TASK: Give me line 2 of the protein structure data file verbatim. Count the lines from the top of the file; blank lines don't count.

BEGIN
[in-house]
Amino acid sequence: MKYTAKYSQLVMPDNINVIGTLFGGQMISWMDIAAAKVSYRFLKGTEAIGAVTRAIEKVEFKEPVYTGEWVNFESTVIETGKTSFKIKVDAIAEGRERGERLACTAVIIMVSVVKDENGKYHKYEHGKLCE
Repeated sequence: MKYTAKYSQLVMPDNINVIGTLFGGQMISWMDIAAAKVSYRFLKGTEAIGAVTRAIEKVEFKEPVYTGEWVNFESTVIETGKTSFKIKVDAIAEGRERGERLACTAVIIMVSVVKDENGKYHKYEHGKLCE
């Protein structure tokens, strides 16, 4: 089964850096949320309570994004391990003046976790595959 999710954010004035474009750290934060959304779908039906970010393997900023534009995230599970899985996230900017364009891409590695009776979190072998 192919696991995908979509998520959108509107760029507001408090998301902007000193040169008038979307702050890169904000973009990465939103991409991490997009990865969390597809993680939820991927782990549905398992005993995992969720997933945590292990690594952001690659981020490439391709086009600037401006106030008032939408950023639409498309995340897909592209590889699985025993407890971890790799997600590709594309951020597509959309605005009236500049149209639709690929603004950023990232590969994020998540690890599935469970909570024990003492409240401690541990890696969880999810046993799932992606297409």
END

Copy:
Amino acid sequence: MKYTAKYSQLVMPDNINVIGTLFGGQMISWMDIAAAKVSYRFLKGTEAIGAVTRAIEKVEFKEPVYTGEWVNFESTVIETGKTSFKIKVDAIAEGRERGERLACTAVIIMVSVVKDENGKYHKYEHGKLCE